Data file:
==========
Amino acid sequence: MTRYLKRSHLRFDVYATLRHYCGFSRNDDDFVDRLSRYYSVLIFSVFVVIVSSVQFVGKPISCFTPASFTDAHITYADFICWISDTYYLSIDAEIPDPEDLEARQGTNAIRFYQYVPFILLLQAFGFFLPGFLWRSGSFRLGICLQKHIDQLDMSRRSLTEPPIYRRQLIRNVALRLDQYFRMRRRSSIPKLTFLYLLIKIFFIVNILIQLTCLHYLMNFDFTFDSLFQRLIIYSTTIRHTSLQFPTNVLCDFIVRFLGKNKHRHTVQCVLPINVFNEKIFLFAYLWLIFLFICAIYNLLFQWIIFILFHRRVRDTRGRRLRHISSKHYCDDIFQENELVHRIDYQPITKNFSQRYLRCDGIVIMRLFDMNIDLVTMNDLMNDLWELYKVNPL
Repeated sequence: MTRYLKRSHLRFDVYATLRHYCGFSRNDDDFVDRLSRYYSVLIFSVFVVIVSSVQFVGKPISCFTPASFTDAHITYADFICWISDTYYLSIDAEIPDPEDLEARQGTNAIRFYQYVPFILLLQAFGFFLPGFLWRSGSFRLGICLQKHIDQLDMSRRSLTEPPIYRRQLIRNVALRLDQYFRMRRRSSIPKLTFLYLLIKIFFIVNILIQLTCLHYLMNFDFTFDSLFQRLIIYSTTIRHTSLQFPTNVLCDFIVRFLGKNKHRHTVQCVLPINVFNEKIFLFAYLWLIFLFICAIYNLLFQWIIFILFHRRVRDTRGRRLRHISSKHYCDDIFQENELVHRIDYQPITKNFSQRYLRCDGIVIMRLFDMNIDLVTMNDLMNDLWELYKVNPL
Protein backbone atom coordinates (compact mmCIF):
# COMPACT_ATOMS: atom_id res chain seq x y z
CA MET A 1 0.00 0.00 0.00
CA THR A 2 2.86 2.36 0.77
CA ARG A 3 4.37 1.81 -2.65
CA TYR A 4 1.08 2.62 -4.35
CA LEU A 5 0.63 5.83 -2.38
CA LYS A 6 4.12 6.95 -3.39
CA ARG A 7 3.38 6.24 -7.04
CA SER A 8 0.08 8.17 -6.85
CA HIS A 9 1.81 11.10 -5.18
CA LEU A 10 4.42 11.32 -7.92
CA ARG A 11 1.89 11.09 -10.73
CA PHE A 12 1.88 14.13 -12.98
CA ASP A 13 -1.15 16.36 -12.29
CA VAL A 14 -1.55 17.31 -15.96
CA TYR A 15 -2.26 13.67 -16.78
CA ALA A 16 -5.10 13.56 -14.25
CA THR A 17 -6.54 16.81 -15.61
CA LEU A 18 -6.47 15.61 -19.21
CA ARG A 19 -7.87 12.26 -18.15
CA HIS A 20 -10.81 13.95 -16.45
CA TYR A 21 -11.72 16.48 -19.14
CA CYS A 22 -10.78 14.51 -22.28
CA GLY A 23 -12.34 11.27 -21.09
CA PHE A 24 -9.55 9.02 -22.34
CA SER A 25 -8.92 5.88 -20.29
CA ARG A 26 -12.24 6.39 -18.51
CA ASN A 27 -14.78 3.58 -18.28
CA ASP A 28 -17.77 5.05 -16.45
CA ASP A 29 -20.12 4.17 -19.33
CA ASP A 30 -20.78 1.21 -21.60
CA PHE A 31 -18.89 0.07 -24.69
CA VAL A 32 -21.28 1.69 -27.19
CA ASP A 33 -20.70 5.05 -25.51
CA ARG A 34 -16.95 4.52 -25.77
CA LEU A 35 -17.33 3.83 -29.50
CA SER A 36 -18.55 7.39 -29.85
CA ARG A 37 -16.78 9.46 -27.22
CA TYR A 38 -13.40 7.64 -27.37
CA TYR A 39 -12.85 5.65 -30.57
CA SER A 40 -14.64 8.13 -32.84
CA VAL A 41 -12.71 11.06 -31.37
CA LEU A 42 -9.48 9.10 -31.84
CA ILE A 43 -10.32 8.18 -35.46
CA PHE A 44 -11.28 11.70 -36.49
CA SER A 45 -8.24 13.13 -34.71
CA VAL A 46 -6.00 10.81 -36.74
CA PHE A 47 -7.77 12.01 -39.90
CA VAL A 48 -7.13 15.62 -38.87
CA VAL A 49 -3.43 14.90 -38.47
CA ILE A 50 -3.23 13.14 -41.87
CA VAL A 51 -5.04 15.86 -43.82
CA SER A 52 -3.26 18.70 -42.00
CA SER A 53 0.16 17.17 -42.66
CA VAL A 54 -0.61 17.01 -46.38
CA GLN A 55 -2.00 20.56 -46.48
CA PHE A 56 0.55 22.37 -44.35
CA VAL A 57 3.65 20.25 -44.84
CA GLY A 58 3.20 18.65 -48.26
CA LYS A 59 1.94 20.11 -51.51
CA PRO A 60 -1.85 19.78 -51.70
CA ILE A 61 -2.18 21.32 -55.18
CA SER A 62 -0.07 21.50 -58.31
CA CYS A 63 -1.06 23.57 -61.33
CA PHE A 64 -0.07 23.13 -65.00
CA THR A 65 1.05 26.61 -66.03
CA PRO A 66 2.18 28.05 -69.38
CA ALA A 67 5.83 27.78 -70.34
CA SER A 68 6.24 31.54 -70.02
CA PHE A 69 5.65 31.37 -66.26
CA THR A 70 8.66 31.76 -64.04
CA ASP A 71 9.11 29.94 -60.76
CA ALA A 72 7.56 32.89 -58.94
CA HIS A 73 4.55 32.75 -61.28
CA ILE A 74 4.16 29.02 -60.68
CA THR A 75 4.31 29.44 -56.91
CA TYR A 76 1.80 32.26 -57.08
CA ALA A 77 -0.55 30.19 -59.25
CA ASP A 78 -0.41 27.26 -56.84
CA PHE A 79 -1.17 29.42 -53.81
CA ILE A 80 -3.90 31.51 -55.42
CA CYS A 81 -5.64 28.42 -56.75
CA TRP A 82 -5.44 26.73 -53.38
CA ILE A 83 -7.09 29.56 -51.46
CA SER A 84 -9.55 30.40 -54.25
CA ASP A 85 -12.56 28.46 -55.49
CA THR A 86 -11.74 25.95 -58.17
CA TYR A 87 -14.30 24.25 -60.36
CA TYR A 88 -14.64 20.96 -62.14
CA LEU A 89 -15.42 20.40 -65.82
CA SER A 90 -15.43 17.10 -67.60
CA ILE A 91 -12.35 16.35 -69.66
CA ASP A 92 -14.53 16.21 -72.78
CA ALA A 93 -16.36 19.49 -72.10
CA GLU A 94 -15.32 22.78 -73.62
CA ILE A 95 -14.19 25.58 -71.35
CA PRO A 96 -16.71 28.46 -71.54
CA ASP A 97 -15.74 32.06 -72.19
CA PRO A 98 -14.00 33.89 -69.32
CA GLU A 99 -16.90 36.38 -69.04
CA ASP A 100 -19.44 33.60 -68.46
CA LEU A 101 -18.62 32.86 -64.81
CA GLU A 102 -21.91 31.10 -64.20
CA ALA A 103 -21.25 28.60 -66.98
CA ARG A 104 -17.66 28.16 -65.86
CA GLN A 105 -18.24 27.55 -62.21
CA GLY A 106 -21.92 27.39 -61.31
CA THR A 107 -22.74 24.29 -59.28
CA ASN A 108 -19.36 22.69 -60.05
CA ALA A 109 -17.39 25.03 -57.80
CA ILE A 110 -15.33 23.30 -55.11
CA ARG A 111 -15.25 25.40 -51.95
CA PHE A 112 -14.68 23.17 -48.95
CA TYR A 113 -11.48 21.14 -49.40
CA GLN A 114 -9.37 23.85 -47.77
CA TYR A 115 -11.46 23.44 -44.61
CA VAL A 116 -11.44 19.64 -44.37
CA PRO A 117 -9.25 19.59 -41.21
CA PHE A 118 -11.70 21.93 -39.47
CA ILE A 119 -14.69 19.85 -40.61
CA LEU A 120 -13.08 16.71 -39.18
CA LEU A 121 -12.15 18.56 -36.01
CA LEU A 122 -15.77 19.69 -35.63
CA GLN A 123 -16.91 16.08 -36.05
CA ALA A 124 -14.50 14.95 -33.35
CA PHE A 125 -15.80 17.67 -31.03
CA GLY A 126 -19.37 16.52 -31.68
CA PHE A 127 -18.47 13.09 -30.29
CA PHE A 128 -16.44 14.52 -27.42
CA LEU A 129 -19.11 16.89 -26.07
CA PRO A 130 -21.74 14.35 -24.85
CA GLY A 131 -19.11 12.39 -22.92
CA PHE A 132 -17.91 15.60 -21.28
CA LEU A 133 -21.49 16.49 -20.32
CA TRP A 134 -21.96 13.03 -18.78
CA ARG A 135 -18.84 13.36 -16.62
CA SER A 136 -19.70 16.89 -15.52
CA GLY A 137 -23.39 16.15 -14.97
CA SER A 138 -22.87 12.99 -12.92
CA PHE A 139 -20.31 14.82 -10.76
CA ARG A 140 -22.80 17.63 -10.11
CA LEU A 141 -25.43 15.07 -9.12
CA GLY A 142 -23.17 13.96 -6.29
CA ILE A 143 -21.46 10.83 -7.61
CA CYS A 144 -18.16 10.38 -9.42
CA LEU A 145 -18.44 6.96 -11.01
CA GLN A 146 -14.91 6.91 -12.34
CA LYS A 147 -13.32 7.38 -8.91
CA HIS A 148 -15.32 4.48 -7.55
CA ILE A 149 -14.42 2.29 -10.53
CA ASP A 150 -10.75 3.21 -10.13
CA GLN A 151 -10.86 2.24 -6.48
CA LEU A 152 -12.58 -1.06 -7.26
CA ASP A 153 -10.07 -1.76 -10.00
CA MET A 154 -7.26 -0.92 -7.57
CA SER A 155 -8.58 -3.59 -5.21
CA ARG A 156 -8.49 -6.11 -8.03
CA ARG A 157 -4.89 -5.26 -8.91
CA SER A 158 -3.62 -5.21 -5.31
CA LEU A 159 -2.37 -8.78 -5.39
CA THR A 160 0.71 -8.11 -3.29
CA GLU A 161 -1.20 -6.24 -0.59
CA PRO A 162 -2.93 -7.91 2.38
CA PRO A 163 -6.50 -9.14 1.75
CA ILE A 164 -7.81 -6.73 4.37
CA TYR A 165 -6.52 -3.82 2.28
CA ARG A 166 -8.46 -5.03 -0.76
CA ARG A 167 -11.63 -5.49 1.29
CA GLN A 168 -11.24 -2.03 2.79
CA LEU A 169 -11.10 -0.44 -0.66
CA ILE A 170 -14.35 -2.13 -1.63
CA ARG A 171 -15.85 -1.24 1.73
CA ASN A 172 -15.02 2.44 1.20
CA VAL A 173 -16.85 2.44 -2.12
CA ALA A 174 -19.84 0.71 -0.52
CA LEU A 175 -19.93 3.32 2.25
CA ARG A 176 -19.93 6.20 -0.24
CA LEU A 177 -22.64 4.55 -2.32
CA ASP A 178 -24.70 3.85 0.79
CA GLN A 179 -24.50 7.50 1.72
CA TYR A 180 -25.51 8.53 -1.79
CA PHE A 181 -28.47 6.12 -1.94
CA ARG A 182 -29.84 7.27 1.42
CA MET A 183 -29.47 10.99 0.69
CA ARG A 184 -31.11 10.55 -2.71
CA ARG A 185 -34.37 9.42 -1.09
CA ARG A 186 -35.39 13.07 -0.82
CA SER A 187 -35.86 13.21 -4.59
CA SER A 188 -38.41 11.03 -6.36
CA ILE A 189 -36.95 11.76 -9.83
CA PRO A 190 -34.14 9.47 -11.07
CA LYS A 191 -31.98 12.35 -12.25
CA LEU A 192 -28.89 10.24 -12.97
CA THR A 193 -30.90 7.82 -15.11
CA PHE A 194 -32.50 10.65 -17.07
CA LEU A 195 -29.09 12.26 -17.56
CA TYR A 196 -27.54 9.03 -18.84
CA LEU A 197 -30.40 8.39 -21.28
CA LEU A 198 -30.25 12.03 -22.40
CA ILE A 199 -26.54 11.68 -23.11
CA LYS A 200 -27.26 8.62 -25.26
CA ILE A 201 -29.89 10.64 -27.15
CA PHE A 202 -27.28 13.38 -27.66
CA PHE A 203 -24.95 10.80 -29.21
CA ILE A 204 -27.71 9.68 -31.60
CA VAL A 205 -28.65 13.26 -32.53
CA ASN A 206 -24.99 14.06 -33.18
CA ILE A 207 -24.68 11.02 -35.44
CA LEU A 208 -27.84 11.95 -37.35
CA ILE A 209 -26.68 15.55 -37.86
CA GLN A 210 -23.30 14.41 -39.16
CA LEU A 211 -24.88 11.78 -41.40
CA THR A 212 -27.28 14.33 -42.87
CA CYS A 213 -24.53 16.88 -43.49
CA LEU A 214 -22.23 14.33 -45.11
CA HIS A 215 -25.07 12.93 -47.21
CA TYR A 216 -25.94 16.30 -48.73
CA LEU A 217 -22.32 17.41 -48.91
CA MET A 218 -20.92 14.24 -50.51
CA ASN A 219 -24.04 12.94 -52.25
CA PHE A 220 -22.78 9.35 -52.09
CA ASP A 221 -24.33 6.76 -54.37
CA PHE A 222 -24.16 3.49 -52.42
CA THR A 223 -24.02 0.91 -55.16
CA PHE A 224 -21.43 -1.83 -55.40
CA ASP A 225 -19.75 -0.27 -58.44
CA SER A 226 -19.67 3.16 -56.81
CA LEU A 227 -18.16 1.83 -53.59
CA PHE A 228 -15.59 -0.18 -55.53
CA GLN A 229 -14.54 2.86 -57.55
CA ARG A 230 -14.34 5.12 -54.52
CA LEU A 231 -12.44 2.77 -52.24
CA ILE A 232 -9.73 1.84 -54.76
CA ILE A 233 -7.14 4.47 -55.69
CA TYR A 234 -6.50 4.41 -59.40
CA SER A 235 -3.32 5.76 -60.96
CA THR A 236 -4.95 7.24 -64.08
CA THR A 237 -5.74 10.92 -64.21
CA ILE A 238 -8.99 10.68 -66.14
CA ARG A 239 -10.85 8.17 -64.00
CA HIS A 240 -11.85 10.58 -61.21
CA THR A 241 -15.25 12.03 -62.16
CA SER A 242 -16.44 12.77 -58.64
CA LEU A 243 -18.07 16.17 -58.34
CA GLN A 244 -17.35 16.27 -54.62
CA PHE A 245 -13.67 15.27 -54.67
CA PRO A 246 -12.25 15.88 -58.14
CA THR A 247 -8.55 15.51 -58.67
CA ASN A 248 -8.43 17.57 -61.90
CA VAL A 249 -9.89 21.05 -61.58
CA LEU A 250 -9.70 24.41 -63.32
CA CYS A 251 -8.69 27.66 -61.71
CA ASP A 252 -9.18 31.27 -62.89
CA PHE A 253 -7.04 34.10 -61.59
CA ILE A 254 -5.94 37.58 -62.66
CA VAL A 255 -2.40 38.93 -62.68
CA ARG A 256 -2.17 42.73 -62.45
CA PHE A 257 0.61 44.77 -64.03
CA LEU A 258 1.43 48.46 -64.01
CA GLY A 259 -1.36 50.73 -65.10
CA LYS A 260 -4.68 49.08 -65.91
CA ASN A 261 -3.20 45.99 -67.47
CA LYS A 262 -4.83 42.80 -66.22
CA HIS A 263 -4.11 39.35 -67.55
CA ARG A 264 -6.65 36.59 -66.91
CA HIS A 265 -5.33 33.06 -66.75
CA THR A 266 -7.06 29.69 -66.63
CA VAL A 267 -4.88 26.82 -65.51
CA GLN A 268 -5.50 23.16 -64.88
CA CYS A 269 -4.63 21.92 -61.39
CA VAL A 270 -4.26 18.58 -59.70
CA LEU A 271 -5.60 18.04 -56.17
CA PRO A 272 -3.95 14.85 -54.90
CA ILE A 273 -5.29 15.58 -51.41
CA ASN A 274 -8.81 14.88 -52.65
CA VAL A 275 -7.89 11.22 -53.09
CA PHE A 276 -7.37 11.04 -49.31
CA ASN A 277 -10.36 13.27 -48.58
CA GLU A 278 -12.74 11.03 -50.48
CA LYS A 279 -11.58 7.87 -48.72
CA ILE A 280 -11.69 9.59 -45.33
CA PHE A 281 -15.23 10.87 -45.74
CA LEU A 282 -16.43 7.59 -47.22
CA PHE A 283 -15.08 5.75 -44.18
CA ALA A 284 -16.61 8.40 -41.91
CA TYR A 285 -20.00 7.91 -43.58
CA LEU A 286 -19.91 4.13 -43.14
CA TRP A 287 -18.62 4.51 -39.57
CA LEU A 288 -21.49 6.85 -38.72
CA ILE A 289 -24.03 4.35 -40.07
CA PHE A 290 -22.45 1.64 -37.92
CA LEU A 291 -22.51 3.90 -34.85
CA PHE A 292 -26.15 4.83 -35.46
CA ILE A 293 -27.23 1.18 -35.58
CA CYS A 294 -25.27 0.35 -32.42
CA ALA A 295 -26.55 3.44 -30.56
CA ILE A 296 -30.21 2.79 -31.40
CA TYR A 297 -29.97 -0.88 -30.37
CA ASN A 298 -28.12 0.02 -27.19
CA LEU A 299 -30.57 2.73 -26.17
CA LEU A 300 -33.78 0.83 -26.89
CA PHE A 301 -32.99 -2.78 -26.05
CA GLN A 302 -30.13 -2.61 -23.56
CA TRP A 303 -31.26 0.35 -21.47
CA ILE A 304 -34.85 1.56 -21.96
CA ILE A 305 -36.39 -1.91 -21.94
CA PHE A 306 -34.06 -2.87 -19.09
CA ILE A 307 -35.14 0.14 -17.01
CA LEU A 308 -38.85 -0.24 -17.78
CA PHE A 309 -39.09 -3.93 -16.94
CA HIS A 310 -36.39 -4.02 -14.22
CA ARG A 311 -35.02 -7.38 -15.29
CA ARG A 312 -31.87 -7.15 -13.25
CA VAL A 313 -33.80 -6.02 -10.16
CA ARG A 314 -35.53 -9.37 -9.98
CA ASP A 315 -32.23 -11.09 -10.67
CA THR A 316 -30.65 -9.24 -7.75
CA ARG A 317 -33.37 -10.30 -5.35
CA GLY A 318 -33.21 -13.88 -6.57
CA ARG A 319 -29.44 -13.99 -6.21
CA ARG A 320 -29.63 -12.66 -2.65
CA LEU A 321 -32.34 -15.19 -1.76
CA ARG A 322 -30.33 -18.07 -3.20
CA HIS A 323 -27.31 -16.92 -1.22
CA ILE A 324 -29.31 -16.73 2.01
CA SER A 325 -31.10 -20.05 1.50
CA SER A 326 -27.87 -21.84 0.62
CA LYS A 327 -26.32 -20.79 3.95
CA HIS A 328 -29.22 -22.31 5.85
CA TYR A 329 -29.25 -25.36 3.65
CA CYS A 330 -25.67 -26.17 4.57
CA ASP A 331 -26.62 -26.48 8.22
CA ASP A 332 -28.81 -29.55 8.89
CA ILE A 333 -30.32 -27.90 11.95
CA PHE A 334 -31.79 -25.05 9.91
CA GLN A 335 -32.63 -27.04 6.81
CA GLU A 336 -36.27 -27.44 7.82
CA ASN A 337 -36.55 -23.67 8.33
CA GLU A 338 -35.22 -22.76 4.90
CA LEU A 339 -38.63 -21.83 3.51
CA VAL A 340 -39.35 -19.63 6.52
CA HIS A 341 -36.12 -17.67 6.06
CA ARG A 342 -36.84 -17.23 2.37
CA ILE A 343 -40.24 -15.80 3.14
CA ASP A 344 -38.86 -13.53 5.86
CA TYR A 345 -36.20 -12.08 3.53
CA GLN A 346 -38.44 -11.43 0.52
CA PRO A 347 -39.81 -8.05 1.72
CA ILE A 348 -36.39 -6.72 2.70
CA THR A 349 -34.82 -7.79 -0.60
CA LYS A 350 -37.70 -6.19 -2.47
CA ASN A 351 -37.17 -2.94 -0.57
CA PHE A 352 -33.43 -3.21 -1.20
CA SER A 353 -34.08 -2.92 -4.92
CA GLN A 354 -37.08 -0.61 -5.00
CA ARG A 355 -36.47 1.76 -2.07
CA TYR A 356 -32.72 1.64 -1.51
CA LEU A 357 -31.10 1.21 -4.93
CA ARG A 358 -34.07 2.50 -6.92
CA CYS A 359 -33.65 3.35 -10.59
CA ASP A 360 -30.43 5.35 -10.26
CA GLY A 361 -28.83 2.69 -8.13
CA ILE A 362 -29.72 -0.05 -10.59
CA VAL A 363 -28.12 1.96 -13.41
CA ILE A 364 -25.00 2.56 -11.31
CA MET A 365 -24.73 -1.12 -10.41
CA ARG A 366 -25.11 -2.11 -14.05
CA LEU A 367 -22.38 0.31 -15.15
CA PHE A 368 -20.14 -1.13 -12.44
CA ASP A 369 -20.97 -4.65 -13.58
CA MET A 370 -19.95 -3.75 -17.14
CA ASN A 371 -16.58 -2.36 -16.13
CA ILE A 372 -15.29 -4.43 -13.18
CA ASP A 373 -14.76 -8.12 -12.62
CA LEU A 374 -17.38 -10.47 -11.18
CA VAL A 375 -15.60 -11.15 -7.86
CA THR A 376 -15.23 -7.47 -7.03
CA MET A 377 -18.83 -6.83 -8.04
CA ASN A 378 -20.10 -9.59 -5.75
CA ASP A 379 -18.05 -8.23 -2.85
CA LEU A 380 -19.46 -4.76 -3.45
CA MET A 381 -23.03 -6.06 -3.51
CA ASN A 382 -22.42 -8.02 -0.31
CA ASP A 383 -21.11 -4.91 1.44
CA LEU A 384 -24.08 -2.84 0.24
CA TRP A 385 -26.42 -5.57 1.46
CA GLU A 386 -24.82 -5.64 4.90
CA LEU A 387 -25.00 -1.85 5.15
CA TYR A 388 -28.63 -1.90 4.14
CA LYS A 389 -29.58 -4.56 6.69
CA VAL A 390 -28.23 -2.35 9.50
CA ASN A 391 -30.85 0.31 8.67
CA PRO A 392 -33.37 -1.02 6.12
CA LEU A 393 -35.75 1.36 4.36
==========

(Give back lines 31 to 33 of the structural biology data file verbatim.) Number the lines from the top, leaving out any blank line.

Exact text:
CA ASN A 27 -14.78 3.58 -18.28
CA ASP A 28 -17.77 5.05 -16.45
CA ASP A 29 -20.12 4.17 -19.33